Bonnie crinkled her brow, and swept the sand at her side with an open palm, making a deepening trough. "Too much baggage. Myths and legends. No, there's not much socially redeeming about that," she decided.

"Um, Batman," Sam pointed out, taking in a lungful of air, gearing up for a debate. "Totally counters the whole vampire thing." He held a hand out in front of him, palm down, and quivered it in the growing darkness.

Ginger rolled into a sit, and squinted at him in the dimness. "That's a generous thing to say, coming from you."

"I'm not --"

"He's Robin," Bonnie informed Donna, who told her she already knew. "And," Bonnie continued as if she hadn't heard, "Toby is --"

"I know. I read the column."

Sam's shoulders slumped, and he hung his head before speaking. "No, see. He only said we made a good team; not which one." He looked from face to face, wondering where he'd find his ally.

Donna brushed the sand from her bottle with the sleeve of Sam's sweater. "Well, isn't it obvious?"

"No," Sam said, shaking his head sadly. "It really isn't."

Bonnie chuckled deeply into her bottle, the sound coming back to them hollow and amplified. "There truly is a touch of Dick Grayson in you, Sam."

"To Dick!" came Donna's jubilant cry.

"To Dick!" the women chorused, and Sam frowned as he hesitantly raised his bottle to clang with theirs, and muttered that he wasn't really sure what he was drinking to.

The sun was gone, but the night glowed with the emergent moon. Behind them, across the wide expanse of sand and sea grass, the lights of the inn the president's staff was billeted in for the summit they were attending flickered to life like summer fireflies, and there was a tart taste of smoke in the air, rising from the chimney.

"They made a fire," Bonnie said, as she fingered a suede lace that ran up the side of her wide, bell-bottomed jeans. "And I bet Toby's smoking a cigar by now."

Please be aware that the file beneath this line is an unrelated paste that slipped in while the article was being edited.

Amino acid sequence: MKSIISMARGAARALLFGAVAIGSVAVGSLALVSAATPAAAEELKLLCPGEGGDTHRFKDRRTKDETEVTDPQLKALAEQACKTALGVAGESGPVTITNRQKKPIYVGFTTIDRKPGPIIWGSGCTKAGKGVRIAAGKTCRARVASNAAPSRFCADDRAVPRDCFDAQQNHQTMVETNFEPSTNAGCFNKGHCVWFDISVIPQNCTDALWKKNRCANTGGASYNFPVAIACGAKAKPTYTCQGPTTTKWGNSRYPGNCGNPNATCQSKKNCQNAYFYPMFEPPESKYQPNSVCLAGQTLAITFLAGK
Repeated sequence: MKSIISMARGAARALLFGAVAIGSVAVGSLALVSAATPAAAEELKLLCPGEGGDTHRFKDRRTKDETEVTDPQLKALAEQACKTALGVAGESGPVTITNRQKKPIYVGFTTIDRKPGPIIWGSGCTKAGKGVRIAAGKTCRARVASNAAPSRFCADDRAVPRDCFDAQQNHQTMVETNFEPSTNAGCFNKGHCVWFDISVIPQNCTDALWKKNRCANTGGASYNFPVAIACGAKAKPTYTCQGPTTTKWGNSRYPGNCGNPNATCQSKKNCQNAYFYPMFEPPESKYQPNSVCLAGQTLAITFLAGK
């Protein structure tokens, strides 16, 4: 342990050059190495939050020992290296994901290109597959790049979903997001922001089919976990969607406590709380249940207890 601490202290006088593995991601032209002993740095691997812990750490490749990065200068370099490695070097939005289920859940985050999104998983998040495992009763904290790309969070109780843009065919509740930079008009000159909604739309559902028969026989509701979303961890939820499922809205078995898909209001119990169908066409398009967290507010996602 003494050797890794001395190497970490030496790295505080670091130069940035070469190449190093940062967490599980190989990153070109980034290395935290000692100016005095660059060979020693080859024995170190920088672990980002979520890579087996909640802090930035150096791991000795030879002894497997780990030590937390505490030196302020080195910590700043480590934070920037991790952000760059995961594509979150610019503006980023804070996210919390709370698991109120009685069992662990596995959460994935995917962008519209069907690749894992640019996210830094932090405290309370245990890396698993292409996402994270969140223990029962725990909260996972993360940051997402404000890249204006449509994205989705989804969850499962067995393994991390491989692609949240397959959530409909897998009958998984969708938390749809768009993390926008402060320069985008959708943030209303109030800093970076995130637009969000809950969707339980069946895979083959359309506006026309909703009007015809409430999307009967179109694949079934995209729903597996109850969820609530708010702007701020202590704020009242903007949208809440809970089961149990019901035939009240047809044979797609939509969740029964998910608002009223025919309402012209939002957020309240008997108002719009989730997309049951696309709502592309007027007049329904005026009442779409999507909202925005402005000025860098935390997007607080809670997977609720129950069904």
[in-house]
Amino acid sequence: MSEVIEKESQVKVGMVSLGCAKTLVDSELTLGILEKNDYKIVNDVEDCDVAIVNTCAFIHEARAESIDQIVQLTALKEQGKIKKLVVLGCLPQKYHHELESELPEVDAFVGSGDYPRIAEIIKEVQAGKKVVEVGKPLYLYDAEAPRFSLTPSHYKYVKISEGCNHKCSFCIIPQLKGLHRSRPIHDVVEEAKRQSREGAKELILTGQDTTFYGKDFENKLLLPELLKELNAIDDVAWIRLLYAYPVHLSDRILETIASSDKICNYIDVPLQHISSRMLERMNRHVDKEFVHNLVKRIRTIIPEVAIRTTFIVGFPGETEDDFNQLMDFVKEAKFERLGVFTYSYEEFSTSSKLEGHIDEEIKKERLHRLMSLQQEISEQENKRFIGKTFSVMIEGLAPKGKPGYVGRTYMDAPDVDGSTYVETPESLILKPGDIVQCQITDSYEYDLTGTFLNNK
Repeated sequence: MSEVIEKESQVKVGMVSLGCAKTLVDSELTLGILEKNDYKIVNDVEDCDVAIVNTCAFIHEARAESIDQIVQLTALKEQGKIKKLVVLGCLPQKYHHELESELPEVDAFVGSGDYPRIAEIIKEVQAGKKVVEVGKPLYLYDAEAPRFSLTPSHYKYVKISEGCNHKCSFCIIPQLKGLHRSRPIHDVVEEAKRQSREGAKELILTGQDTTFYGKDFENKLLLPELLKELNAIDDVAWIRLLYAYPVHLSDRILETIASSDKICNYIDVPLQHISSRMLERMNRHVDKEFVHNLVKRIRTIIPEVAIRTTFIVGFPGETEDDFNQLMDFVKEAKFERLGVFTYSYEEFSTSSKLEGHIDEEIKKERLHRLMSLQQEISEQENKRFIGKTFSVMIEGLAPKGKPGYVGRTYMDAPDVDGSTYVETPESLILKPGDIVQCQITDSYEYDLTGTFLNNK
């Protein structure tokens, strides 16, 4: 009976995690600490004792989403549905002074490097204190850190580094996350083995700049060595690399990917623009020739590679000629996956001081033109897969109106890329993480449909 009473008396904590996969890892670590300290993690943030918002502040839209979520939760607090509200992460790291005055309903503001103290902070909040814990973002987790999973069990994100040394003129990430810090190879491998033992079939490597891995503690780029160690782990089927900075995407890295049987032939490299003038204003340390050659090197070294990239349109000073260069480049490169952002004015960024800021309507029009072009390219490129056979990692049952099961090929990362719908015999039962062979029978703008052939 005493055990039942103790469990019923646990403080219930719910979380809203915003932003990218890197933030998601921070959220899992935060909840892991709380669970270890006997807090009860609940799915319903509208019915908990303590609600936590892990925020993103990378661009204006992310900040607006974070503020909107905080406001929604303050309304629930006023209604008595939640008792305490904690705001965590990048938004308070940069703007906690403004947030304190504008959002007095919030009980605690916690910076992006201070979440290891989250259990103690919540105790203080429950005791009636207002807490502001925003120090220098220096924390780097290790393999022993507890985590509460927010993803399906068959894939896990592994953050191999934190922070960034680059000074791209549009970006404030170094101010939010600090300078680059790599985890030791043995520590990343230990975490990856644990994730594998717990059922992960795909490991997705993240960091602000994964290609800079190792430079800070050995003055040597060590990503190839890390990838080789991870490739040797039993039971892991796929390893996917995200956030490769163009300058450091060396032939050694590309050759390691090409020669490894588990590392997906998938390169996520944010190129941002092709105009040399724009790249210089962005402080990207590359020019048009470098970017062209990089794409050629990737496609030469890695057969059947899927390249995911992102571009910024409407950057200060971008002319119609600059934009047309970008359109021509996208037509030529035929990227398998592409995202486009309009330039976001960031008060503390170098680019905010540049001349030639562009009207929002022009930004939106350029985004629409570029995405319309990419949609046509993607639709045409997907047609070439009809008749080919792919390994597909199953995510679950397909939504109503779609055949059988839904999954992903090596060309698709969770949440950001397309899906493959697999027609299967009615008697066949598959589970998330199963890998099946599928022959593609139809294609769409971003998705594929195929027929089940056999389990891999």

"Is that what I smell?" Donna asked vaguely, her voice adrift on the dying gusts.

Poking her with an extended finger, Sam tilted his head back towards the inn. "They made a fire. They did."


Just to Sam's left, a few inches away, Ginger's feet rested on a sandy rise, and he bent in the meager light to get a closer look at her nails. "Jesus, what color is that?" he asked, his voice a mixture of awe and unease.

"Lagoon Green," he was told, and she wiggled her toes merrily. "What is it they say about the size of a man's toes in relation to--"

"It's their feet," Donna said, leaning over to get a glimpse of Sam's exposed feet. She wasn't quick enough though, and Sam tucked them under himself, cross-legged.

"Ladies," he warned gently, the smile that appeared on his lips enigmatic.

Donna sank back into place, and flipped her hair over her shoulder, mumbling something under her breath that was dulled and muted by the ocean. "And," she then said, raising her voice above the crash of the next wave, "I do smell cigar. It's not a fire-type smell. It's a Toby-type smell, don't tell me it's not." Her bottom lip expressed itself in a pout, and she blinked at Sam, pale lids lowering over teasing eyes.

Feigning exasperation and a weary surrender, Sam leaned forward until his face was close to her shoulder. He inhaled. "It's me," he informed Donna, lifting his head to look at her. "It's my sweater, with the smell on it."

She scowled mildly, then pulled the sleeves down over her hands and hugged the sweater to herself, excess material filling her arms like a swaddled infant. "Hey," Donna called to Bonnie, who was smirking across from her, "are there any more of those chips?"

As Bonnie began searching around in the two tote bags laying beside her, Sam directed a mischievously hurt look at the woman being swallowed by his sweater. "I just bought you a pound of shrimp, an entire basket of hush puppies, two ears of corn, a mound of pasta with scallops and, seriously? The biggest slab of cheesecake I've ever seen a waitress carry, and now you want, what? Some stale Doritos that have been at the bottom of a bag of Bonnie's 'blended beverages' for the last three hours? Are you trying to impress me, or just hoping to make me sick?" he kidded, lazily blocking her outstretched arm.

"I want something," Donna whined feebly. "I should have grabbed a mint on the way out of the restaurant."

"Can I stop looking, then?" asked Bonnie hopefully.

Donna's shoulders wilted, and she nodded her head. "But thanks again for dinner, Sam. It was great."

"It was really great, thank you, Sam," Ginger chimed in.

When Sam drained the beer he'd been holding, Bonnie retrieved another from one of the bags and offered it to him. "You did good, boss." Her gaze drifted up to the inn that now seemed to glimmer in the distance. "Do you think CJ ordered the pigeon?" she mused, tipping her head back to look up into the night. "Whoa. Would you look at that sky?"